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Environmental Medicine: Integrating a Missing Element into Medical Education MERCURY IN HOUSE PAINT AS A CAUSE OF ACRODYNIA* Effect of Therapy with N-Acetyl-D,L-Penicillamine SHALOM ZARACH HIRSCHMAN, M.D.,† MURRAY FEINGOLD, M.D.,‡ AND GEORGE BOYLEN, B.S.§ BOSTON IN 1948 Warkany and Hubbard1 indicted mercury ingestion as an etiologic factor in acrodynia. Other reports establishing mercury as the most important cause of acrodynia soon followed.2–8 Dimercaprol (BAL), which chelates mercury, was quickly introduced as a therapeutic agent in 1948 but has given variable results.6,9–15 Edathamil calcium disodium (EDTA) when given for therapy of acrodynia did not significantly increase mercury excretion.16 Increased urinary elimination of mercury during penicillin therapy for infection has been observed,17 but the results of penicillin therapy in acrodynia have been equivocal.17,18 Aposhian19,20 has shown that N-acetyl-D,L-penicillamine is more effective than other penicillamine derivatives in protecting laboratory animals from induced inorganic mercury poisoning and that its toxicity is considerably less.19,20 Smith and Miller21 reported the successful treatment of mercury poisoning in a gilder with N-acetyl-D,L-penicillamine. * From the Children’s Service, Massachusetts General Hospital. Supported in part by a grant (HE-01529) from the United States Public Health Service. † Assistant resident in medicine, Massachusetts General Hospital. ‡ Assistant resident in pediatrics, Massachusetts General Hospital; teaching fellow in pediatrics, Harvard Medical School. § Industrial chemist, Massachusetts Institute of Technology. The patient described below was discovered to be excreting mercury in the urine. In this patient the urinary elimination of mercury was greatly enhanced by treatment with N-acetyl-D,L-penicillamine. The mercury was found in a water-base house paint, and we believe this to be the first report of acrodynia from this source of mercury. An organic compound, phenyl mercuric propionate, had been incorporated into the house paint to prevent growth of molds. Both ingestion of the paint and inhalation of its vapor could have resulted in mercury toxicity. CASE REPORT E.L. (M.G.H. 1182958), a 5-year-old white boy, was in good health until 3 months before admission, when generalized abdominal pain, which became more intense during or soon after meals, developed. Two months later pruritus of the hands, followed by complaints of pain in his shoulders, arms, legs and knee joints, developed. He had muscular weakness of the lower extremities and occasionally fell to the ground. Two weeks before admission here he entered another hospital with a tentative diagnosis of rheumatic fever. Two determinations of the erythrocyte sedimentation rate were 4 mm. and 5 mm. per hour. The antistreptolysin-O titer and an electrocardiogram were normal. He became irritable and continued to complain of pain in the extremities. He was transferred to another hospital, where the diagnosis of acrodynia was made by Dr. Douglas W.Walker, of Laconia, Reprinted with permission from Firschman, Feingold, and Boylen, The New England Journal of Medicine 269(17):889–93, Copyright 1963, Massachusetts Medical Society.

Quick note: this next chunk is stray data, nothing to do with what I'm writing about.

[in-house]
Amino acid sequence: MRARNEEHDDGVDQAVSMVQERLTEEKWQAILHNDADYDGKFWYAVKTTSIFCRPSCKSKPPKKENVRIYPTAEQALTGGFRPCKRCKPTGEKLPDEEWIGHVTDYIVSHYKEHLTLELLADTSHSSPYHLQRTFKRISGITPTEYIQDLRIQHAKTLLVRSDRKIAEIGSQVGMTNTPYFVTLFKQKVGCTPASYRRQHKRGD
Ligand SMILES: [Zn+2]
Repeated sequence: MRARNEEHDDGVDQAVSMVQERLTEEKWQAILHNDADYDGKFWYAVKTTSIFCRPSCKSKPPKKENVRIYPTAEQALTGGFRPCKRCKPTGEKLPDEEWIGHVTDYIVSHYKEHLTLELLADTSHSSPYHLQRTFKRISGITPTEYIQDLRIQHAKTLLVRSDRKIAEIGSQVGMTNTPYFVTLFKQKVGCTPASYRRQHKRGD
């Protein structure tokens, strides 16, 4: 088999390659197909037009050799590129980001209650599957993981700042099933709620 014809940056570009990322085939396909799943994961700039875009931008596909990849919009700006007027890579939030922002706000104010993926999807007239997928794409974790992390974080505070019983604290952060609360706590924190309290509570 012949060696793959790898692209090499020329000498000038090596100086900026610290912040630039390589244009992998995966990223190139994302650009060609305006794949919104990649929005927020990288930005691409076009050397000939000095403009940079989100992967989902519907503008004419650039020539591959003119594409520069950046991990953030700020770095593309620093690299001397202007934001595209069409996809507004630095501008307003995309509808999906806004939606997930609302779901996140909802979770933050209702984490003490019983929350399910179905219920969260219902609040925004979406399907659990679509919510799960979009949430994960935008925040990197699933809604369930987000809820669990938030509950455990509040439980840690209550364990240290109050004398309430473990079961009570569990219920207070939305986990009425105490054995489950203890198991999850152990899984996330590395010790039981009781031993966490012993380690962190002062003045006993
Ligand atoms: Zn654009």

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Environmental Medicine: Integrating a Missing Element into Medical Education FIGURE 1. Typical Changes in the Skin of the Hands. The skin is scaly and has a pink color. New Hampshire. A urinary level of 0.09 mg. of mercury per liter, with a urinary specific gravity of 1.004, confirmed the clinical diagnosis. (Normally, no mercury is found in the urine; the hazard level for industrial workers is 0.20 mg. of mercury per liter, with a specific gravity of 1.024.) The patient was referred to the Massachusetts General Hospital for further evaluation and treatment. Upon admission he had the typical symptoms and signs of acrodynia. These included complaints of pain in the abdomen, extremities and joints, irritability, swinging changes of mood, a marked degree of photophobia, increased perspiration, desquamation and pink color of the hands (Fig. 1), hypertension, hypotonia, salaam positioning (Fig. 2), anorexia and insomnia. His weight was 17 kg., and the body-surface area 0.7 square meter. Laboratory studies included a normal hemogram and normal electrolytes, blood urea nitrogen, albumin, globulin, serum glutamic oxalacetic transaminase and alkaline phosphatase. An L.E.-cell preparation was negative. Lumbar puncture revealed a normal spinal-fluid pressure, protein, sugar and colloidal-gold curve. An electroencephalogram was interpreted as being a moderately abnormal waking record because of asymmetry of the 2 sides. There was poor driving and response to strobe on the left. A repeat electroencephalogram 3 days later revealed no marked change. X-ray films of the skull, knees, shoulders and an intravenous urogram* were normal. X-ray study of the teeth revealed extensive caries involving the deciduous teeth, and several permanent teeth were loose. Urinalysis was within normal limits. The urine contained trace amounts of lead, but no protein or arsenic. The creatinine clearances were 53 and 54 liters per day. The 24-hour urinary coproporphyrin excretion was normal. Catechol amine studies, done because of clinical signs of increased sympathetic activity, showed a urinary excretion of 3 microgm. of epinephrine and 79 microgm. of norepinephrine per 24 hours. The vanilmandelic acid excretion was 3.5 mg. per 24 hours. FIGURE 2. Typical Posture Assumed by the Patient. He is burrowing his head into the pillow to blot out the light. FIGURE 3. Response to N-acetyl-D,L-penicillamine (0= Normal, +=Slightly Abnormal, ++=Mildly Abnormal, +++=Moderately Abnormal, and ++++=Severely Abnormal, as Seen in Acrodynia). Aliquots of twenty-four-hour urine collections were used for the mercury determinations. The average twenty-four-hour volume range was 500 to 800 ml. Urine specimens were quantitatively analyzed for mercury throughout the course of the patient’s illness with the use of a modification of the Monkmon method.22 Samples of urine were cold digested with potassium permanganate and sulfuric acid to destroy the organic material. The excess potassium permanganate was bleached with hydroxylamine hydrochloride, and after adjustment to a pH of 6, the solution of the soluble divalent mercury was passed through a glass filter impregnated with cadmium sulfide. The mercury in solution was retained on the pad as a sulfide. The sulfide was then placed in a flask and heated. Evolved mercury was drawn through a General Electric Mercury Vapor Detector, and the readings plotted at 10-second intervals. Standard urines containing known amounts of mercury were treated in a similar manner, and the readings compared with that of the unknown solutions. (The method is very sensitive and is reproducible to less than 0.1 microgm. of mercury per aliquot.) The patient was treated with N-acetyl-D,L-penicillamine,* 0.125 gm. given 4 times a day (30 mg. per kilogram of body weight per day). The urinary excretion of mercury is shown in Figure 3. The mercury levels of the urine samples rose with treatment, diminished upon discontinuation and were again elevated with the reinstitution of treatment. The daily clinical course, emphasizing change in blood pressure, frequency of abnormal posturing, photophobia and redness and desquamation of the hands, is charted in Figure 3. There was some increase of pain, a slight increase of erythema of the palms, more frequent salaam posturing and greater fluctuation of mood when therapy was discontinued. With N-acetyl-D,L-penicillamine therapy the patient showed general improvement except for his behavior. This became progressively worse as evidenced by refusal to eat, lying on the floor, throwing away urine specimens and great fluctuation in mood. However, when he was informed of his impending discharge, his behavior became much improved. A follow-up electroencephalogram had reverted to normal. At home his behavior again became a problem, necessitating readmission 11 days after discharge. He was given a 6-day course of N-acetyl-D,L-penicillamine. His behavior markedly improved although there was no significant increase in the urinary mercury excretion. After 8 days in the hospital he was discharged, and since this last discharge he has maintained his clinical improvement. Ten months later a urine sample contained 0.016 mg. of mercury per liter. * Obtained from Dr. Alfred Bader, Aldrich Chemical Company, Milwaukee, Wisconsin.